have worked together. I think the group worked well in the early days.

HEATHER EWART: The Marysville and Triangle Development Group was set up by locals soon after the
fire swept through and sees itself as the chief representative of what Marysville residents want.
Members are affectionately known around town as the "Mad Dogs".

JIM ROENNFELDT: We basically had an official piece of paper saying we were the community
consultative committee for VBRRA.

HEATHER EWART: What's upset the apple cart big time, is the recent formation of another committee
by Murrindindi Shire council which the Mad Dogs believe has sidelined them.

KEVIN BELLINGHAM: We need one point of a committee that was sanctioned by the council, that had
that local Government authority.

HEATHER EWART: Do you need so many committees for the rebuilding and recovery process?

LYN GUNTER: Well, we have what we have. It's whether we need them...

HEATHER EWART: What do you think?

LYN GUNTER: You know, this is what's been put in by council. If you are asking me as a resident, I
think it could be a lot simpler.

HEATHER EWART: There wasn't total agreement in council about this, was there? About setting up the
committee. The Mayor didn't agree.

KEVIN BELLINGHAM: In regard to...I think the issue there went right out of, what would you
say, perspective.

LYN GUNTER: There was a motion put at council about having our own individual committees and there
was a vote that was taken. I was the one that said I disagreed with the way it was going.

JIM ROENNFELDT: So the council has had a rift in it and unfortunately, that rift is now showing
itself up in our community in Marysville.

HEATHER EWART: To make matters even more confusing, the newly formed council committee known as the
CRC, sits under another committee known as the Section 86, set up under the Local Government Act,
to advise Christine Nixon's authority on rebuilding projects.

KEVIN BELLINGHAM: All these projects, templates as we call them, will come through the CRC, and
they will then be put forward to the Section 86, and from section 86 it goes to Christine Nixon.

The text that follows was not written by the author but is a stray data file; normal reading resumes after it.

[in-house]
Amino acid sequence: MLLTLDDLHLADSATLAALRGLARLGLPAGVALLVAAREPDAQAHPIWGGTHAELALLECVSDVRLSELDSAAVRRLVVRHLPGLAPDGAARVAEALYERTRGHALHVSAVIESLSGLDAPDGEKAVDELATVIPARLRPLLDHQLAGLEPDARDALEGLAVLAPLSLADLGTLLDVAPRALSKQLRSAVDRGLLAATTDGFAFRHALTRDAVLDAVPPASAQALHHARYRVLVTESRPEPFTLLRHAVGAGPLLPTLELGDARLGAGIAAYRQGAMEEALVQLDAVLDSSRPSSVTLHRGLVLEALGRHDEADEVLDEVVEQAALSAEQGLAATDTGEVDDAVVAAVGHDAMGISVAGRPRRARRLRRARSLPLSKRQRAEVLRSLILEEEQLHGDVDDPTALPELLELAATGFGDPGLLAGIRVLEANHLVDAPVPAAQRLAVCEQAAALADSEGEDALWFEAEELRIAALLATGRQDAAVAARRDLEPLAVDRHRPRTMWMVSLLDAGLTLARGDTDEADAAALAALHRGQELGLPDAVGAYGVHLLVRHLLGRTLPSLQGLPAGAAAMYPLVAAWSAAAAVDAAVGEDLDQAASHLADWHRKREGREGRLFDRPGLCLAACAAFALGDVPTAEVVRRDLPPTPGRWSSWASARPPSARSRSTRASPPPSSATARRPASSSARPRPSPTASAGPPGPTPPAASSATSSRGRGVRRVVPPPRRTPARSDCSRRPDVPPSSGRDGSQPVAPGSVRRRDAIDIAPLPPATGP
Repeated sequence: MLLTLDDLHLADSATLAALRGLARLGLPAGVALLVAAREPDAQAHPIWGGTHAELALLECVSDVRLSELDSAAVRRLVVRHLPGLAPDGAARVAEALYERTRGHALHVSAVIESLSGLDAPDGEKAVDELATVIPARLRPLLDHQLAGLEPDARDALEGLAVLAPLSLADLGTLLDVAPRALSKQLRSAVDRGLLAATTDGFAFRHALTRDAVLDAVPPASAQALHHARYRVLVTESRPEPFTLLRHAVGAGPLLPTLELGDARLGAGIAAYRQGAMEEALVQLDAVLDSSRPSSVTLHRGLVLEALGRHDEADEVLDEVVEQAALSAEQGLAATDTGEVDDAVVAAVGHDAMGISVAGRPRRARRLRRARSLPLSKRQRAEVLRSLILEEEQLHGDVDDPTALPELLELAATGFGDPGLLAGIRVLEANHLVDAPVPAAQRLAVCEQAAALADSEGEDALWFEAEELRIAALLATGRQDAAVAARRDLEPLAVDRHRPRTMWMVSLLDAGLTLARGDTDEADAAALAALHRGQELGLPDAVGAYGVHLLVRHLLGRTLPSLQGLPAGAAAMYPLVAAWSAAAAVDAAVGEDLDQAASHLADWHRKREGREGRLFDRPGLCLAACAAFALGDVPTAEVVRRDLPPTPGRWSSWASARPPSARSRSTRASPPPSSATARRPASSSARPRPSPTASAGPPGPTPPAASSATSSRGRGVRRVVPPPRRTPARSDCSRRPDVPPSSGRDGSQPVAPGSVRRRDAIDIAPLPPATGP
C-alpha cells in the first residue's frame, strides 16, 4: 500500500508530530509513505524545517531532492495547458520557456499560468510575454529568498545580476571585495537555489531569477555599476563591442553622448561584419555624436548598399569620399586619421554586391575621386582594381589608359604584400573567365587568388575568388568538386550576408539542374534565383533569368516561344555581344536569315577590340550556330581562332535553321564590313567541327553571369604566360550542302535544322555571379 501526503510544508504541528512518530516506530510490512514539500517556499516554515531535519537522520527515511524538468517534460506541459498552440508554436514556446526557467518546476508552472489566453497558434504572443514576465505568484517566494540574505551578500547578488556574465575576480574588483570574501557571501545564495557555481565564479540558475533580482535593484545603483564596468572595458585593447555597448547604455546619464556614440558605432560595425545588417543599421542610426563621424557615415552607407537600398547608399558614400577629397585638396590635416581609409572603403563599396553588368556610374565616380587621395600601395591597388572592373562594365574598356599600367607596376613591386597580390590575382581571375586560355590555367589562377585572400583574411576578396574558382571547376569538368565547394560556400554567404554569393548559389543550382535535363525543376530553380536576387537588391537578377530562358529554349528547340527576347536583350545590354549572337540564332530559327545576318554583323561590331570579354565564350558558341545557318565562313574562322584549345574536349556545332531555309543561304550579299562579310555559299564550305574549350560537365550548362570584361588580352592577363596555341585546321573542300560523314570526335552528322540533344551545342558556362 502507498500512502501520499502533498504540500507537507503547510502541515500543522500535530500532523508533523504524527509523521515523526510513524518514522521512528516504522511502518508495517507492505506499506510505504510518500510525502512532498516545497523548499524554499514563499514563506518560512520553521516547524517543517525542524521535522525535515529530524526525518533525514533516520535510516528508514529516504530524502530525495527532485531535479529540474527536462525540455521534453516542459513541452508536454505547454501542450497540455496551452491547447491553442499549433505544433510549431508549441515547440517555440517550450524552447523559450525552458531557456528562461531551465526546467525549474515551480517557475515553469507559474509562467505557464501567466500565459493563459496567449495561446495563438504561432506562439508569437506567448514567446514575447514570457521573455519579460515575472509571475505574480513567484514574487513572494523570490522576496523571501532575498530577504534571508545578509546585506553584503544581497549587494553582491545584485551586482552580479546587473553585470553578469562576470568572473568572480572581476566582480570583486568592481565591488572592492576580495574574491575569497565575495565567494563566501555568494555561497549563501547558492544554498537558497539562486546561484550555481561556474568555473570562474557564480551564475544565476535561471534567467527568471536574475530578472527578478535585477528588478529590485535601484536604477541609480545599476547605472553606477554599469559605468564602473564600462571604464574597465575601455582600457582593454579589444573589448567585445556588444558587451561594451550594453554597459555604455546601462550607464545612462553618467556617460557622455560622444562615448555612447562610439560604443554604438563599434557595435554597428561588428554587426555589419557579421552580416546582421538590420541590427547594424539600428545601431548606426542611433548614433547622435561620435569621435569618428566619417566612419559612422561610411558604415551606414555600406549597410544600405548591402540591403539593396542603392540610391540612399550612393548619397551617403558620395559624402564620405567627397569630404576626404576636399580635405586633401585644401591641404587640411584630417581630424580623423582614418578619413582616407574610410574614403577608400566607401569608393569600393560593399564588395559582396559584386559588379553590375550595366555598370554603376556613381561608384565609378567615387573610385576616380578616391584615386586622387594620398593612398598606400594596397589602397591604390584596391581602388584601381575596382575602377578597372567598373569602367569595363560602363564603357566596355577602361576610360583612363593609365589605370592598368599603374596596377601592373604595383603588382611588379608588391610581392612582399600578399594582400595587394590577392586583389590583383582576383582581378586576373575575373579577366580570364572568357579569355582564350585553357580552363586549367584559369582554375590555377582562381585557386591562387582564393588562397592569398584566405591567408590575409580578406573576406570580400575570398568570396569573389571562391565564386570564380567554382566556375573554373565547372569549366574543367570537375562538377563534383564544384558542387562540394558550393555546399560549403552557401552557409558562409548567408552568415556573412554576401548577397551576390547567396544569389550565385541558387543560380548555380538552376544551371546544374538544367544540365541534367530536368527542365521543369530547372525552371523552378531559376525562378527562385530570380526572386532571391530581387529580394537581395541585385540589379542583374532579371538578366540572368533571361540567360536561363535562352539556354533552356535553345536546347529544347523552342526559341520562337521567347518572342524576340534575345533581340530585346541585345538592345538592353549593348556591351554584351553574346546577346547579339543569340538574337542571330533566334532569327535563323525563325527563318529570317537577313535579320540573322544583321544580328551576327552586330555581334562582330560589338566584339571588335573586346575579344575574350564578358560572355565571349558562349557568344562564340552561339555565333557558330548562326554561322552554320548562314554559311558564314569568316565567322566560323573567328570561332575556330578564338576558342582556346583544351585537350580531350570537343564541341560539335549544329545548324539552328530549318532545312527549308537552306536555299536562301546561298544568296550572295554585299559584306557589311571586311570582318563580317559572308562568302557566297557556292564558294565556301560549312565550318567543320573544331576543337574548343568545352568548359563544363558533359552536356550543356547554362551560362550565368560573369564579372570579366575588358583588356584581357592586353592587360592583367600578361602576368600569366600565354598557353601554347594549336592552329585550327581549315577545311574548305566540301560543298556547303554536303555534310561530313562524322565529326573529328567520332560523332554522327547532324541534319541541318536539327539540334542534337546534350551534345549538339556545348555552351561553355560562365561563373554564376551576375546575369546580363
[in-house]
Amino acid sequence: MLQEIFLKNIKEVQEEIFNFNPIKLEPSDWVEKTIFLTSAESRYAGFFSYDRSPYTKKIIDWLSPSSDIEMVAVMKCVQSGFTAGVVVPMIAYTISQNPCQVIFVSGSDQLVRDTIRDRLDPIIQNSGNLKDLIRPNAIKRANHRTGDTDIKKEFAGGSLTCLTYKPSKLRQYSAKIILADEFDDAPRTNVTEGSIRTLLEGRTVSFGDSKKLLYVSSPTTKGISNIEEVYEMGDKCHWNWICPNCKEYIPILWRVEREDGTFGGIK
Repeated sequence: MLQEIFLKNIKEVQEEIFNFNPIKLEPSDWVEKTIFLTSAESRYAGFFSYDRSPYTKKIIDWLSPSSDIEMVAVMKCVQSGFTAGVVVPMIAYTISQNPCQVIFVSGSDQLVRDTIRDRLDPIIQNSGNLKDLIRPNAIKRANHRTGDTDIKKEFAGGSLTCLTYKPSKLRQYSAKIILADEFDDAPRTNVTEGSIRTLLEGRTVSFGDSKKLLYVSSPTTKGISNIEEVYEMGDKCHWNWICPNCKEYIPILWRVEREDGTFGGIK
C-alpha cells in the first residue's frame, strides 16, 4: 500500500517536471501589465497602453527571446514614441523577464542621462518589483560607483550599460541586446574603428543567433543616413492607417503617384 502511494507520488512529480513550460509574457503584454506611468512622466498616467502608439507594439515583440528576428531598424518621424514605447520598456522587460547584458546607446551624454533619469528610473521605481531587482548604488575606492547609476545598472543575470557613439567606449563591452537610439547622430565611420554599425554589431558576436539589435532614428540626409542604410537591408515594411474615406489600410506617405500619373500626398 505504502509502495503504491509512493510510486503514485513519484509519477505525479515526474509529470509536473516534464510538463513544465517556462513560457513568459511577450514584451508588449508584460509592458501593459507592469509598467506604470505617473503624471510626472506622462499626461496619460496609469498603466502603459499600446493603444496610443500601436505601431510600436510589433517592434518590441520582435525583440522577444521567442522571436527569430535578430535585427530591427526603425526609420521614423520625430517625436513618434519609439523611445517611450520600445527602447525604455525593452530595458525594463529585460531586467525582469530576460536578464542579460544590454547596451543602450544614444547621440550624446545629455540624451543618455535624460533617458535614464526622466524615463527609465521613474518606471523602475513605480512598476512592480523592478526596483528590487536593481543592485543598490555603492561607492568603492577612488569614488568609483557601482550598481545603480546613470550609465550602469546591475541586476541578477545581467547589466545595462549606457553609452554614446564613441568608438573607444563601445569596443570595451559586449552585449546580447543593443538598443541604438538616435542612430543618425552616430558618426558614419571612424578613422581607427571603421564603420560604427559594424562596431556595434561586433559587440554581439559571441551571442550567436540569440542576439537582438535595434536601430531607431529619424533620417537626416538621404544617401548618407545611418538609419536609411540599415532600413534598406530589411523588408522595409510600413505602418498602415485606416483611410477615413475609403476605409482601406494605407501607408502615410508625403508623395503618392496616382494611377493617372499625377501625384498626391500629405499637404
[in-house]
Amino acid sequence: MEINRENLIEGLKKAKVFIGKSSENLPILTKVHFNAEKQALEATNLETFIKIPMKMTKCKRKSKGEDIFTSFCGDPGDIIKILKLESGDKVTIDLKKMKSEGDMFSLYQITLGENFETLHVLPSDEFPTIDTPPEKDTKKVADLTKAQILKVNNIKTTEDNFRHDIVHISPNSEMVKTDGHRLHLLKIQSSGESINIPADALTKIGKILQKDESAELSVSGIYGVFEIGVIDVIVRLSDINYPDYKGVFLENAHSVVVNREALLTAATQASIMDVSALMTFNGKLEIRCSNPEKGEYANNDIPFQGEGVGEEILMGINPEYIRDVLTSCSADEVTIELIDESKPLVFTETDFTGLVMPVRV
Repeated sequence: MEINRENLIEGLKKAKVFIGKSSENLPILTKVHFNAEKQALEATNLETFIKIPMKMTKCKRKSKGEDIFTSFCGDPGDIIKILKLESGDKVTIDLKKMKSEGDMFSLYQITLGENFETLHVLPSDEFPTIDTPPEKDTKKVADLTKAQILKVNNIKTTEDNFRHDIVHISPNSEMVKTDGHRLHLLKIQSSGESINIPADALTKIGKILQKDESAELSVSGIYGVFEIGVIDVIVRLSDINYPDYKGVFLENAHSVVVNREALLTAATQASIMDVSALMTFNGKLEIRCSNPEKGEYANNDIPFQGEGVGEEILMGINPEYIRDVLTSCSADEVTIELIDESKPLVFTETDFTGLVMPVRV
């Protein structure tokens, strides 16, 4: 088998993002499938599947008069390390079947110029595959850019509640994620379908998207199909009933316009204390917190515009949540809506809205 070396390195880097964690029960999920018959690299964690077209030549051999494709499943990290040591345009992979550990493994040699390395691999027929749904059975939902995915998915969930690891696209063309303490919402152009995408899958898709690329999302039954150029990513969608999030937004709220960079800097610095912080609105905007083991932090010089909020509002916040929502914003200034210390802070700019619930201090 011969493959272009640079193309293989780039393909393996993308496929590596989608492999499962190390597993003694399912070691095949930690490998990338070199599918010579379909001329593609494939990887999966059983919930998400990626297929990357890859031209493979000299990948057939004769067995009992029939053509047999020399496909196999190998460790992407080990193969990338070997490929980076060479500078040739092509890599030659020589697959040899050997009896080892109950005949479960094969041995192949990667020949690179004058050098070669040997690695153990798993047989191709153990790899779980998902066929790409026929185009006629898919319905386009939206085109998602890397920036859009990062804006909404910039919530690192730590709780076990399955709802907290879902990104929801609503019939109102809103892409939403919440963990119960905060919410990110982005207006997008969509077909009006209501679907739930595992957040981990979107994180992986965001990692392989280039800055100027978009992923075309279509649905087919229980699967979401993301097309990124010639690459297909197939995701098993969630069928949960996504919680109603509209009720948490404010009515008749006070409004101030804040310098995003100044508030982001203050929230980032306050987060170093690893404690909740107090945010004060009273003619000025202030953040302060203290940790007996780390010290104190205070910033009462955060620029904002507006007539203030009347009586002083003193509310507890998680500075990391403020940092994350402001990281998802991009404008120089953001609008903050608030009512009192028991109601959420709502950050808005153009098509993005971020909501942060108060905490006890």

HEATHER EWART: All pretty straight forward.

KEVIN BELLINGHAM: Yes, isn't it?

HEATHER EWART: So she listens to which one?

KEVIN BELLINGHAM: When you say, "Which one?"...

HEATHER EWART: Who takes precedence?

KEVIN BELLINGHAM: She would be advised from the Section 86 Committee.

HEATHER EWART: If that's as clear as mud, Christine Nixon at least seems to have a grip on the
titles and the hierarchy, and says she's confident of uniting the warring factions.

CHRISTINE NIXON: We are trying to bring them together, next week really, along with the Community
Recovery Committee to make sure we are all on the same thing. What we want out of this is a plan
for Marysville for the future. It isn't about whose plan it is, but the fact it reflects the whole
of the community's wants and needs. Then we'll have something we'll pull in behind and put into

HEATHER EWART: She has her work out out, amid calls not just for her to step aside, but for the
local council to call it quits as well.

JIM ROENNFELDT: We have an ineffective council and we have a VBRRA that is not working with the

HEATHER EWART: Even the Mayor is now starting to wonder whether it would have been better for the
council to stand itself down from the outset, to be replaced by an administrator. 40 per cent of
the shire was destroyed by fire and many councillors are directly affected.

LYN GUNTER: My personal view is, I really see that it is is something that could have been done
here, as a resident.

CHRISTINE NIXON: But they didn't choose to do that, and the State Government didn't choose to do
that either. We learnt a lot of lessons out of this disaster and those lessons will come together.
What we've got is what we've got, that's what we are working with.

HEATHER EWART: That leaves bewildered Marysville residents and business people wondering when
they'll ever get a main street back. Christine Nixon expects to produce draft plans in the next few

In the meantime locals see a huge car museum that survived the fires lying empty across the road.
Under mounting community pressure, the State Government bought the building from a private owner
earlier this month to house shops and services.

GREG MCEWEN: I think just starting it small, starting with the basics. Give them somewhere to buy
bread and milk, a newspaper, a beer, if you like. Then from that you'll have a flow on.

CHRISTINE NIXON: We'll be puyting out tenders for people who want to operate businesses out of
that. We'll get that into shape as fast as we possibly can.

HEATHER EWART: So far nothing has happened. Given the slow pace of progress, some in the
Marysvillehdistrict are no longer sure if it's worth the wait.

JIM ROENNFELDT: It is very hard to take. It's at such a stage now that unless it can be resolved,
we too are seriously thinking of leaving the district. There's no point living in this mess when
you can go somewhere else.